The endless debates over the future of the book and of reading have obscured the fact that the infrastructures in which we read are changing how we read. What goes on around the text as a result of the platformization of textuality influences the reading experience. It therefore becomes crucial to better understand the effects of digitalization, and the frames and architectures that house it, on reading and the literary experience, beyond the procedural concerns towards the cultural implications. This paper uses scholarship from the growing intersection of new media studies, digital humanities, literary studies, reading studies, and critical infrastructure studies to consider the complex interweaving of material and digital objects in literary culture, and the diverse networks that serve both as portals of access and containment. The paper asks what these interactions mean for the complex experience that is immersive and long-form reading. It proposes the concept of hyperparatextuality to think through the new reading environments in which books are accessed now. The infrastructures of digital reading include new and more intrusive, more hypertextual and more paratextual frames and this affects the reading experience and therefore the meaning we make out of texts.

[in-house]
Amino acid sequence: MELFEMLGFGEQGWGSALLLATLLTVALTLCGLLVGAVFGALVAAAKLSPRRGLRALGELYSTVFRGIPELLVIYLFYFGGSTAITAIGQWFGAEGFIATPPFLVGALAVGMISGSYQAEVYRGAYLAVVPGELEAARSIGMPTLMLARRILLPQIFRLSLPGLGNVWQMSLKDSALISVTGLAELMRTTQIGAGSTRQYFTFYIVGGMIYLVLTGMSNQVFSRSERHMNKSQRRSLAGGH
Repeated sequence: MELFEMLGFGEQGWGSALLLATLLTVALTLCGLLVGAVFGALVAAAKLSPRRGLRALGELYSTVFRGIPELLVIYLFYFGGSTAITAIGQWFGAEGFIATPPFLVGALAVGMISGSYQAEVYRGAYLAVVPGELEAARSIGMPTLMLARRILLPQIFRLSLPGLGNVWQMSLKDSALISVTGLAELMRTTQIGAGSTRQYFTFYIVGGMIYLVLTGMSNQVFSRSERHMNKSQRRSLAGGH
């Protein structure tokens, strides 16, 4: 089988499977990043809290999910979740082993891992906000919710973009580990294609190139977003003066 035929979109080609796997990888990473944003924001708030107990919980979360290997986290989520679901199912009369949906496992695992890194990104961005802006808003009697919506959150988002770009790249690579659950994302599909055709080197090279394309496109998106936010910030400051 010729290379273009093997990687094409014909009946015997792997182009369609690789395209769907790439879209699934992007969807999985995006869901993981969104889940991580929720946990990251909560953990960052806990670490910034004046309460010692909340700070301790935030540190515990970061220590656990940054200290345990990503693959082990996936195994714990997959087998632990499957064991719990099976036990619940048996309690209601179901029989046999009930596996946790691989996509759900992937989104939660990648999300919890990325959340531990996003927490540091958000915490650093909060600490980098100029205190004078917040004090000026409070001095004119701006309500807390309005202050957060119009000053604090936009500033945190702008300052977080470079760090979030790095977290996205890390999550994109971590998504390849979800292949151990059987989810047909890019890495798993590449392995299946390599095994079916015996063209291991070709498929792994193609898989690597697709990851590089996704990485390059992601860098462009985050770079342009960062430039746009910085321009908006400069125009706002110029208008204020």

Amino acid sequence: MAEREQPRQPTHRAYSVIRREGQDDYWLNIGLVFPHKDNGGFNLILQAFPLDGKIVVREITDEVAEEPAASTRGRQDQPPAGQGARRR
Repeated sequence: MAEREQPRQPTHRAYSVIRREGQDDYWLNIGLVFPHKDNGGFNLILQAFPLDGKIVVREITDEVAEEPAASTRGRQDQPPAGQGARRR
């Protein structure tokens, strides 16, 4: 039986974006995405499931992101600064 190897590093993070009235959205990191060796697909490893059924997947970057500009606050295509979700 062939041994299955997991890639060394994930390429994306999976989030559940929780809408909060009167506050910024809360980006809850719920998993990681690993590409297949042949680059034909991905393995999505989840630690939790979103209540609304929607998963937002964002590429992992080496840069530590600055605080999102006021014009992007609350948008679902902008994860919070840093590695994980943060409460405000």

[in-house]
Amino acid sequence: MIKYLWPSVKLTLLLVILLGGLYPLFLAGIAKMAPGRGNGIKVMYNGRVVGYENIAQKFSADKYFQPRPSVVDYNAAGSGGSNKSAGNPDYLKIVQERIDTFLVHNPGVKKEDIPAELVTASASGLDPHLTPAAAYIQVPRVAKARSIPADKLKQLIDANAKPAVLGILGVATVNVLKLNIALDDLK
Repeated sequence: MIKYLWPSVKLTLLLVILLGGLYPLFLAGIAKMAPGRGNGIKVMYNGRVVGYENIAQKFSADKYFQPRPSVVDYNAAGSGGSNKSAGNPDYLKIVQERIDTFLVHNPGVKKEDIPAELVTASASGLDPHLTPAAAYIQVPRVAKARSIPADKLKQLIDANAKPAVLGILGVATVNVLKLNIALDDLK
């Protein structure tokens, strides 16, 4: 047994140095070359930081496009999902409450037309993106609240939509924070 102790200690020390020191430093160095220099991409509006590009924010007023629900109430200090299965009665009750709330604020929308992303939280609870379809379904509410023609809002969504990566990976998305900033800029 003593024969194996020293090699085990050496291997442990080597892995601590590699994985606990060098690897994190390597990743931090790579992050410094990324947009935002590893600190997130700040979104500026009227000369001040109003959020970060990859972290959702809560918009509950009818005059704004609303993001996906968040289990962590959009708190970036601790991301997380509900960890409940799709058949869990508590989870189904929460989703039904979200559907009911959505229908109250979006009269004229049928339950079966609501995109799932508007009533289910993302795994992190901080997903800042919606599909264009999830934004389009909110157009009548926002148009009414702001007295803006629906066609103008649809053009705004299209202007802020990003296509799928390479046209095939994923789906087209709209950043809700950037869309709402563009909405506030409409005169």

|Number of pages||14|
|Journal||Participations: Journal of Audience and Reception Studies|
|Publication status||Published - May 2019|
- digital reading
- born digital
- digital humanities